Due to no regulations, investments in cryptocurrencies are not required to provide Product Disclosure Statements (PDS). The broader financial services markets is regulated by ASIC and the financial services sectors.

However there has been talk that the new Australian Labor government will be introducing regulations soon to bring investing in cryptocurrencies in alignment with the broader market.

Crypto Scam Characteristics

There are common traits among all types of scams (not just crypto), however specifically within financial products and services, they often tout the below traits:

  • Scams often include investment returns that are just too good to be true.
  • Marketed to include ground breaking technology that can predict by and sell prices
  • Falsely backed by celebrities without their knowledge or consent
  • Falsely provides assurance from Australia government bodies like the ATO.
  • Marketed more often than not via social media and text messages to the phone.

Crypto scams may also extend to basic trickery of revealing keys and transferring funds.

Types of Scams

Crypto Romance Built on Lies

Dating scams will prey on the mindset of users looking for a genuine relationship. Their methods hypnotise their victims to gain their trust. Once a victim has fallen prey, the scammers will request for transfer of funds through cryptocurrencies. Unlike bank transfers, once crypto has been transferred the transaction cannot be reversed. Dating scam operators like using crypto because the owner of the digital wallet can be masked. This allows the scammer to not be tracked, and escape with the crypto without any recourse by the victim.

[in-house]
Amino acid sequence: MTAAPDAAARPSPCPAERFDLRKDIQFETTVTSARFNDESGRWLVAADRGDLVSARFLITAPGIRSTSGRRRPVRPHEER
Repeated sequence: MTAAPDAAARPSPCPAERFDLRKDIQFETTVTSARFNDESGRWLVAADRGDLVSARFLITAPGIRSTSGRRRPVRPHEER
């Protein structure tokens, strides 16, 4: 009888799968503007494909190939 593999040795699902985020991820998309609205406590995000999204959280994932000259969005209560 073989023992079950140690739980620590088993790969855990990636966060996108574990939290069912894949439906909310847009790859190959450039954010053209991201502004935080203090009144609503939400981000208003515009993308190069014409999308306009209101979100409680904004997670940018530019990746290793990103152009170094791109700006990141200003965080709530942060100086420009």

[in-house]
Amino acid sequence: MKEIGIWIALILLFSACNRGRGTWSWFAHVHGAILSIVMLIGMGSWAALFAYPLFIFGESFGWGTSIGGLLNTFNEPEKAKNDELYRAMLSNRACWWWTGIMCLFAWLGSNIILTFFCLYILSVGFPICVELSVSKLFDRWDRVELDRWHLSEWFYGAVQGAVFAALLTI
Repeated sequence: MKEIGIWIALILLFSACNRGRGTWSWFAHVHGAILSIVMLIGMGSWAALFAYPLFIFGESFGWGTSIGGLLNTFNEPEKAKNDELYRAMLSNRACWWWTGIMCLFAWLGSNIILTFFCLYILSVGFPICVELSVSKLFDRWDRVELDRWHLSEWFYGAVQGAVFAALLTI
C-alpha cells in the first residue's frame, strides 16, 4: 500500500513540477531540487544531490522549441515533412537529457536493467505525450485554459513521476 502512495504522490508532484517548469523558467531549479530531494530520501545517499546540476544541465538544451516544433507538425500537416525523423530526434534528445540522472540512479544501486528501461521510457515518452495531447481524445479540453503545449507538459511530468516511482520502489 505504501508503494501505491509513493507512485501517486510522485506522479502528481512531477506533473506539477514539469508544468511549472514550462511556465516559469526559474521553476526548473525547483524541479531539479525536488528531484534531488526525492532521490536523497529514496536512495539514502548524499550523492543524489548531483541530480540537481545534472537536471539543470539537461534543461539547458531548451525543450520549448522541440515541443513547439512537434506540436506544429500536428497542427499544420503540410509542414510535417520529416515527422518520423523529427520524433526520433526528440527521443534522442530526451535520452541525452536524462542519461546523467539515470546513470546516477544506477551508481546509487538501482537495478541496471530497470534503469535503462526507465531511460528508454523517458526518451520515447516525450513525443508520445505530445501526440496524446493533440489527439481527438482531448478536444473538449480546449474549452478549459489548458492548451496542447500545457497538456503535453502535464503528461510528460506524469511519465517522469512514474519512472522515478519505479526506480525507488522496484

Crypto Ponzi Schemes

A Ponzi scheme is not necessarily specific to cryptocurrencies, but can be attributed to any financial product. A ponzi scheme begins by providing false confidence to new investors with providing a consistent and reasonable return. These returns are not real, however, they provide the new customers false confidence that the financial product is legitimate and trustworthy. Gradually the returns are increased and the new customers deposit more funds into the financial product.